After years of relying on outdated models of manual work, retailers are now being thrusted into the digital age as they confront the new age of challenges presented in today’s retail landscape.
To succeed in 2021, every retailer should be asking these questions around inventory, returns, marketing, warehousing, pricing and customers.
With EDITED Retail Intelligence, your team will be able to answer questions like these, as well as understand the connect of each data point and decision. Reach out for a demo today.
Inventory – views alignment
Aligning inventory to web product views is comparable to an online planogram. In stores, items in the shop windows will typically sell well versus placing sold out or low inventory products there would clearly be a poor strategy. Whereas through the web, we have the luxury of measuring what customers view and abandon. These questions represent a new way of working that successful web merchandisers must adopt.
1. Which products should be exposed or marketed together to capitalize on lift and maximize profit?
2. How much inventory is not getting viewed on the website? How can I quickly identify those products and any potential problems?
3. Which products are receiving too many or too few views, given their inventory levels, conversion, profitability, review ratings, time on site and fragmentation?
4. For which product categories are we under or over-optioned, given viewing demand?
5. What percentage of our product views land on in-stock, non-fragmented items?
6. What technology am I using to make automatic changes to inventory processes?
Returns have a sobering impact on retail profitability. They can be fueled by misbehaving customers who take advantage of a customer-first return policy and factors under the company’s control such as poor product descriptions, unorganized marketing programs and disconnected order fulfillment. However, those losses ($428 billion last year according to NRF) can be reduced and recouped by pinpointing the problems at various levels of the enterprise.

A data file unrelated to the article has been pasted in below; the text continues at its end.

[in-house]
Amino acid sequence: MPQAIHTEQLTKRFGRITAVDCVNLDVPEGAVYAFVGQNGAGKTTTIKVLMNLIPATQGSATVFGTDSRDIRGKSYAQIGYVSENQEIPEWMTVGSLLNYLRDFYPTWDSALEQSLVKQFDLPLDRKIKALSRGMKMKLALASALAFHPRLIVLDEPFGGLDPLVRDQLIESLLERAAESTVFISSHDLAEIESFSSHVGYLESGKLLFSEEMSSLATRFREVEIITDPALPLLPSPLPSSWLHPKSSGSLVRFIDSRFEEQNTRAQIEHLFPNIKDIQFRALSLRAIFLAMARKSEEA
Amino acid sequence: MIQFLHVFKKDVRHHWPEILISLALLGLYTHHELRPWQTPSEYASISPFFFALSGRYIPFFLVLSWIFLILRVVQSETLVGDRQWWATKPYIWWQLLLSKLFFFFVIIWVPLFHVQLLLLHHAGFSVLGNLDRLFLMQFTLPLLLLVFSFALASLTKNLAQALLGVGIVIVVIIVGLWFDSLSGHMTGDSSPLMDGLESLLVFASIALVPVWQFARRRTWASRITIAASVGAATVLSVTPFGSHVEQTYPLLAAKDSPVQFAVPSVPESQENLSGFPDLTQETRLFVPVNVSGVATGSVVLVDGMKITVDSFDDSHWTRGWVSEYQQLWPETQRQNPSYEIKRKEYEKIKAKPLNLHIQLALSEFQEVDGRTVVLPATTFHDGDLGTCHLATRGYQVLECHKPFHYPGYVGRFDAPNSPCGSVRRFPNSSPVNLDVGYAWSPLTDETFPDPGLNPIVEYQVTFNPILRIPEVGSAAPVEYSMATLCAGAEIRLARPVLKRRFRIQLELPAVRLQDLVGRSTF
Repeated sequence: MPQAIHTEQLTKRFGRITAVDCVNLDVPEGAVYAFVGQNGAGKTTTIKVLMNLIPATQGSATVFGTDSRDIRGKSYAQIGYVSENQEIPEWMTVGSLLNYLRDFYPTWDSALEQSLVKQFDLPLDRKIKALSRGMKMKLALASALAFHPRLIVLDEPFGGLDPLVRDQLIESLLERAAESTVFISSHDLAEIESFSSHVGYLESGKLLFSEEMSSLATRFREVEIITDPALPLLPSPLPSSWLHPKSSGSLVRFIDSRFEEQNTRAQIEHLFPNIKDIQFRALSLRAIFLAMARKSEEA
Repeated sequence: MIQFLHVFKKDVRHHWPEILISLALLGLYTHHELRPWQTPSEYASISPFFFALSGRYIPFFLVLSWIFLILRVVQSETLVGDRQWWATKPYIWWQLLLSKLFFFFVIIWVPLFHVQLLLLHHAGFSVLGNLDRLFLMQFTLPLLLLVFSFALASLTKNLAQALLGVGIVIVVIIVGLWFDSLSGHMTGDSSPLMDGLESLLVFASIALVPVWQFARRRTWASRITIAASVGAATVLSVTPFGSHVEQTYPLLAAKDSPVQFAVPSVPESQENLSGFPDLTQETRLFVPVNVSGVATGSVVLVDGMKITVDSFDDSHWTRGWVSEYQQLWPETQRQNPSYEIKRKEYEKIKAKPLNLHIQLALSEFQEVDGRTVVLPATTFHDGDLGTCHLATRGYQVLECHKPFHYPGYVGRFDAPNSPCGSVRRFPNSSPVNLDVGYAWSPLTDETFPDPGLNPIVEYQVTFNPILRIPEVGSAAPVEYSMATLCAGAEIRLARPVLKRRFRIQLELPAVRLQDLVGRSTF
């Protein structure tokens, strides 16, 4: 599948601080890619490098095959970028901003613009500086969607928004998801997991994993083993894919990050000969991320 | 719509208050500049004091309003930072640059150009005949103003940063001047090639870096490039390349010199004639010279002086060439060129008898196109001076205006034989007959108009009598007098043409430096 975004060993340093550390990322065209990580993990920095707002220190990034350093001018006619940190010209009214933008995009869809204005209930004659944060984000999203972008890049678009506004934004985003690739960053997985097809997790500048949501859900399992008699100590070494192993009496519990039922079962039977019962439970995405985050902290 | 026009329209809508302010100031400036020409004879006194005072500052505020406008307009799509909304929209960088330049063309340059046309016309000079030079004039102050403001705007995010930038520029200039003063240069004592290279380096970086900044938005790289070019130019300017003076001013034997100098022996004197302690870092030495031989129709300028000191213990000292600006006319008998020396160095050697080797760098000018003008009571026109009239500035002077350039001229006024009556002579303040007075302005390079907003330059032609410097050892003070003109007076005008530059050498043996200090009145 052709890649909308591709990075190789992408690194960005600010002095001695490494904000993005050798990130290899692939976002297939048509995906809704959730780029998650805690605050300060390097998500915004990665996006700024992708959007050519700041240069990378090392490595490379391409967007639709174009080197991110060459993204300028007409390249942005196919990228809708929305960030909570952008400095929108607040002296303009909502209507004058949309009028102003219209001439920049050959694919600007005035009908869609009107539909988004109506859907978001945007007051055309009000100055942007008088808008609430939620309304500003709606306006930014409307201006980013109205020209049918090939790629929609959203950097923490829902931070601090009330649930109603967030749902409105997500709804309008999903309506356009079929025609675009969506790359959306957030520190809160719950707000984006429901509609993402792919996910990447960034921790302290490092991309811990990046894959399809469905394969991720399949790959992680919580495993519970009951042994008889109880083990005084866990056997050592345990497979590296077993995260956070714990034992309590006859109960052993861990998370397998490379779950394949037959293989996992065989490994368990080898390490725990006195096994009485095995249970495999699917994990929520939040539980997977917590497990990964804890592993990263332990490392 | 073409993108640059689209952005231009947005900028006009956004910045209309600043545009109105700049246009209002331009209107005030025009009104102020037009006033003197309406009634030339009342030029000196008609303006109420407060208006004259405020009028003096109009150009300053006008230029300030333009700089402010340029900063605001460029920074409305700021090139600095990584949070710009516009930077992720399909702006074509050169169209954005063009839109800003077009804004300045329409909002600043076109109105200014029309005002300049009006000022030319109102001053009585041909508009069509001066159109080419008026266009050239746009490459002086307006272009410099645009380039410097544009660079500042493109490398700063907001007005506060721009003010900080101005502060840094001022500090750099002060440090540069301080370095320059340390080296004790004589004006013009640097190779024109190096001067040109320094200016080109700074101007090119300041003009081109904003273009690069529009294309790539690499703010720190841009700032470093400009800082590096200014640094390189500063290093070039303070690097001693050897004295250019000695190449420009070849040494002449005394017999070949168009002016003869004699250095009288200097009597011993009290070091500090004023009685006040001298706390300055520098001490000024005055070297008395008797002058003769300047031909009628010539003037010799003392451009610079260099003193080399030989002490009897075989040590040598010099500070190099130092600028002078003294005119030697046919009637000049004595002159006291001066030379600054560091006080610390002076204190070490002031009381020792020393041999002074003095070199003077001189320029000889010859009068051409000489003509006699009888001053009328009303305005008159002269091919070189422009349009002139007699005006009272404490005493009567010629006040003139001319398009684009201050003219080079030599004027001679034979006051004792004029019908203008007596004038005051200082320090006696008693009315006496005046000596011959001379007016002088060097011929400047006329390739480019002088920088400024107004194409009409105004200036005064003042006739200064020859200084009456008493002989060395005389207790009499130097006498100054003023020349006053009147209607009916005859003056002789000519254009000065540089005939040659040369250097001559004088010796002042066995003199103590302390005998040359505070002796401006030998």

7. What are the most efficient actions we can take to reduce returns?
8. What percentage of customers return 100% of what they purchase (e.g. “free rentals”)?
9. What percentage of customers frequently return the majority of any order containing substitutable items (e.g. “home dressing room”)?
10. What percentage of loyal customers return products with a return rationale under our control (e.g. damaged, differs from web description, wrong items, etc.)?
Organizations have the ability to know precisely how every digital marketing dollar translates into revenue and profit – or doesn’t. It’s time for retailers to go beyond return on ad spend and begin to understand marketing results in terms of stock alignment and profitability.
11. How much money are we spending on marketing campaigns that send customers to products that are sold out or highly fragmented?
12. Which products should we cut marketing spend on because we will sell through the item without the paid exposure?
13. Once you consider all costs including returns, which marketing initiatives, promotions and customer segments are the most profitable?
14. How is my technology working to optimize marketing campaigns efficiently?
When retailers make better decisions about how to promise and fulfill customer orders, the result is improved customer satisfaction. Retailers have an opportunity to focus on their most profitable customers and ensure they receive a VIP experience. They can also place emphasis on exceptional service for new customers and execution that turns one-time buyers into loyal repeat purchasers.
15. What percentage of orders from high valued customers get shipped within 24 hours? What percentage are delivered after their delivery promise date?
16. Are we decreasing our average days to ship for new customer orders?
17. Which stores and/or warehouses have we over or under-allocated for our most profitable products?
When an item isn’t selling well, oftentimes retailers are quick to execute a profit-eating price markdown. Fortunately, timely data such as the EDITED Retail Intelligence is now available to point to potentially less expensive corrective measures that will still allow retailers to make a profit.
18. Given inventory levels, conversion, profitability, review ratings, time on site, fragmentation and competition, for which items do we need to consider a price reduction?
19. For an overstocked product, will increased exposure or a price reduction lead to a more profitable action?
20. Which products require a pricing reduction due to lower competitive prices?
21. How is my technology working to make pricing changes more efficient?
What if you could create a merchandising strategy specifically geared towards cultivating a customer base that collectively was more profitable than last year’s customer base? Year after year, certain products and collections are responsible for attracting, keeping and re-acquiring customers that are profitable. Even in omnichannel organizations, executives need to be able to identify these goldmines and point the merchandising teams in that direction.
22. Which first-purchase brands lead to lifetime customers?
23. Which campaigns and promotions perform the best at luring back previously churned customers?
24. How is my technology enabling my organization to create optimized customer experiences that precisely match customers with products that generate maximum revenue and profit?
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